How are companies monetizing usage data today?
B2B and B2C organizations alike are uplevelling how they capture and process usage data to create new revenue sources and stem revenue leakage. Here are a couple of examples that explore the broader ways in which you can monetize usage data. You can also find more examples here.
National railway operator leverages usage data to offer mobility as a service
A national railway operator in Europe wanted to make things easy for its customers, who often required different forms of transportation – even if that meant incorporating different operators into a single invoice.
So, where’s the problem? Without the right expertise, absorbing all this crucial but disparate information would have been near-impossible. Not only did they need to retrieve millions of relevant usage data points from multiple systems, they needed to consolidate them into one coherent format in real time, with zero data loss – and sync it to the organization’s billing system.
This is a great example of indirect monetization of usage data – where the company can create and settle more accurate and chargeable items across its own, and its partners’ infrastructure, while also improving the customer experience.
In-flight entertainment company automates its billing processes
For one in-flight entertainment company, usage data is critical to how they bill customers and share profits with partners. The company needs to keep track of how much Wi-Fi data and which services passengers use.
Wi-Fi and connectivity is a classic example of usage data: after all, most of us are familiar with phone plans with data limits that need to be measured. In this case, however, the problem lies in things being more complicated. The in-flight entertainment company dealt with hundreds of airlines – and thousands of passengers using their services while up in the air. Except without the right technology in place, they had to capture and process everything manually, in Excel sheets.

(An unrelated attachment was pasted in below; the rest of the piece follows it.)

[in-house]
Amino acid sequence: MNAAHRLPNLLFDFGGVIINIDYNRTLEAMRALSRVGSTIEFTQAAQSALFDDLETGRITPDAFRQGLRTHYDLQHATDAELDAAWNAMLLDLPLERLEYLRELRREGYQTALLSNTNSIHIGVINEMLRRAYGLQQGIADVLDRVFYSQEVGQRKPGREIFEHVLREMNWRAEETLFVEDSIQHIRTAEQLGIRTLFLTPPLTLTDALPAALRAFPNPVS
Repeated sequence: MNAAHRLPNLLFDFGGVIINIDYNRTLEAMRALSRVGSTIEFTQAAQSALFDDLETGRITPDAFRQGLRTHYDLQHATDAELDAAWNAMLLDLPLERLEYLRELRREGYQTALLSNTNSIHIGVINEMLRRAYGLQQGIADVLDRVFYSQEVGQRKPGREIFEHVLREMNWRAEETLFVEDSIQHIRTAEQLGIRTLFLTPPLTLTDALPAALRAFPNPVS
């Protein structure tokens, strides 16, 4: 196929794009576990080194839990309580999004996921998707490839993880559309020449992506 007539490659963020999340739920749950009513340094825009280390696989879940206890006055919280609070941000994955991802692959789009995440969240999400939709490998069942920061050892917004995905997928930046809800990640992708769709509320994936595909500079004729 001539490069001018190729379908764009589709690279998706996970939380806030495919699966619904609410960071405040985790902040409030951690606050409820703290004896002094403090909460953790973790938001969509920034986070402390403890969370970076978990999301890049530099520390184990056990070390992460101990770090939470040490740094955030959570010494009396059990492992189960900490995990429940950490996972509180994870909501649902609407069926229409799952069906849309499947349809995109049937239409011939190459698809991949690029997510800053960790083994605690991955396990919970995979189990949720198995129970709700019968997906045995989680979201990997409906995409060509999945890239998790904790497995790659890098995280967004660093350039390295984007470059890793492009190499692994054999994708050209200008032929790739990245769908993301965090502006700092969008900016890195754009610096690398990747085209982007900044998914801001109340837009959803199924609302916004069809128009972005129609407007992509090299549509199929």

This led to errors, lost revenue and delayed billing. Only by switching to a solution that automated the collection and processing of usage data could they put, a stop to revenue leakage.
How is usage data processed to turn it into revenue?
Having raw usage data is all well and good. But the end goal – turning it into revenue – is wildly complex. If you want to use your usage data as the backbone of your revenue model, here are some steps you’ll need to take (and navigate that complexity).
Your solution takes data from disparate systems and makes it consistent.
That data is aggregated, enriched with data from other systems (like your CRM) and then bound to the customer profile.
The solution needs to automatically detect if there are any errors in the data and keep a record of the entire process.
Only once the usage data is enriched and matched with other data sources (think CRM or CPQ systems), and bound to a user, identity or asset, can your business logic can be applied.
Finally, your billing, auditing, marketing and BI systems register it as a revenue-generating event.
Where to go next
As we’ve seen, usage data is more than just an operational byproduct: it’s the foundation for a new generation of business models. Knowing how it works – and how to turn it into revenue – is critical to keep up with the growing consumer appetite for subscription-based relationships.